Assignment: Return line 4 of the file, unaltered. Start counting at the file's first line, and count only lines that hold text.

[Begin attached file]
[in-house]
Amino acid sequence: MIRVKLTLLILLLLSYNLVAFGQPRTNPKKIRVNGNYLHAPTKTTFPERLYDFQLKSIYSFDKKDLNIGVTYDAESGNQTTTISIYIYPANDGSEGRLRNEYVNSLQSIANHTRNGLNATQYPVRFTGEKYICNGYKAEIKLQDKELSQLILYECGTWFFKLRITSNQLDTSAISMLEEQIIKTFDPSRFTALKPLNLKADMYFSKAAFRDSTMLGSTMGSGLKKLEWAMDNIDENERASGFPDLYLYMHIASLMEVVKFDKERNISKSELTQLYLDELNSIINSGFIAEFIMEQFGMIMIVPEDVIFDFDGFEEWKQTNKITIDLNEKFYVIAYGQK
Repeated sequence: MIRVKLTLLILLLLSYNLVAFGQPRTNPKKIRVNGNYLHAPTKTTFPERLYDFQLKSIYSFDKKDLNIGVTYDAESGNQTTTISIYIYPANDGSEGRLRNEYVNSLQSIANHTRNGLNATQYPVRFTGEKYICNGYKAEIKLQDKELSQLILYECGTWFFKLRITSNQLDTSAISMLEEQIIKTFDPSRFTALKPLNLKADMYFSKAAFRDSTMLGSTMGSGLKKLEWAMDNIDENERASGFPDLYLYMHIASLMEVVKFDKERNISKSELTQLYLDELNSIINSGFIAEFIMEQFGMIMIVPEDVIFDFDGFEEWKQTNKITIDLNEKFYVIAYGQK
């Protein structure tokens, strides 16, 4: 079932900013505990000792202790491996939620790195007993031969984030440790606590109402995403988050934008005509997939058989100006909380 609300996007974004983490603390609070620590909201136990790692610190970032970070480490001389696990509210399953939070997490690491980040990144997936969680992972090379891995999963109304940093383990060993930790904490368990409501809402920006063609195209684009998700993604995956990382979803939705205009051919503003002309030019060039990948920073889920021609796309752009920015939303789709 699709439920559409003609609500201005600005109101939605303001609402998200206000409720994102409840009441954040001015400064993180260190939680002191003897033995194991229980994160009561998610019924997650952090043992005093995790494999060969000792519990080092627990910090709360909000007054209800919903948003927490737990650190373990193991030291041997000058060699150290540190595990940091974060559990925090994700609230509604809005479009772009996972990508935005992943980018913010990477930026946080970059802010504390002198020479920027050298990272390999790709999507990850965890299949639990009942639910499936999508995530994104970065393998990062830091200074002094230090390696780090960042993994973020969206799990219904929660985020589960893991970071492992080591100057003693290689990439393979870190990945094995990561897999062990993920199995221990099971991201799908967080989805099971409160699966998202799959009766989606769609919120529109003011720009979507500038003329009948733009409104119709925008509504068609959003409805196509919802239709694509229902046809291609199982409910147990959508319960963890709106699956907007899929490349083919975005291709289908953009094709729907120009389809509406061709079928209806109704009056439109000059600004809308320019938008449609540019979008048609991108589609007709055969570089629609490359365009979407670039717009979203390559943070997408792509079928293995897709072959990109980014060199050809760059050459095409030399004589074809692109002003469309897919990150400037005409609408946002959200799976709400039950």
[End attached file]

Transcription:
């Protein structure tokens, strides 16, 4: 079932900013505990000792202790491996939620790195007993031969984030440790606590109402995403988050934008005509997939058989100006909380 609300996007974004983490603390609070620590909201136990790692610190970032970070480490001389696990509210399953939070997490690491980040990144997936969680992972090379891995999963109304940093383990060993930790904490368990409501809402920006063609195209684009998700993604995956990382979803939705205009051919503003002309030019060039990948920073889920021609796309752009920015939303789709 699709439920559409003609609500201005600005109101939605303001609402998200206000409720994102409840009441954040001015400064993180260190939680002191003897033995194991229980994160009561998610019924997650952090043992005093995790494999060969000792519990080092627990910090709360909000007054209800919903948003927490737990650190373990193991030291041997000058060699150290540190595990940091974060559990925090994700609230509604809005479009772009996972990508935005992943980018913010990477930026946080970059802010504390002198020479920027050298990272390999790709999507990850965890299949639990009942639910499936999508995530994104970065393998990062830091200074002094230090390696780090960042993994973020969206799990219904929660985020589960893991970071492992080591100057003693290689990439393979870190990945094995990561897999062990993920199995221990099971991201799908967080989805099971409160699966998202799959009766989606769609919120529109003011720009979507500038003329009948733009409104119709925008509504068609959003409805196509919802239709694509229902046809291609199982409910147990959508319960963890709106699956907007899929490349083919975005291709289908953009094709729907120009389809509406061709079928209806109704009056439109000059600004809308320019938008449609540019979008048609991108589609007709055969570089629609490359365009979407670039717009979203390559943070997408792509079928293995897709072959990109980014060199050809760059050459095409030399004589074809692109002003469309897919990150400037005409609408946002959200799976709400039950």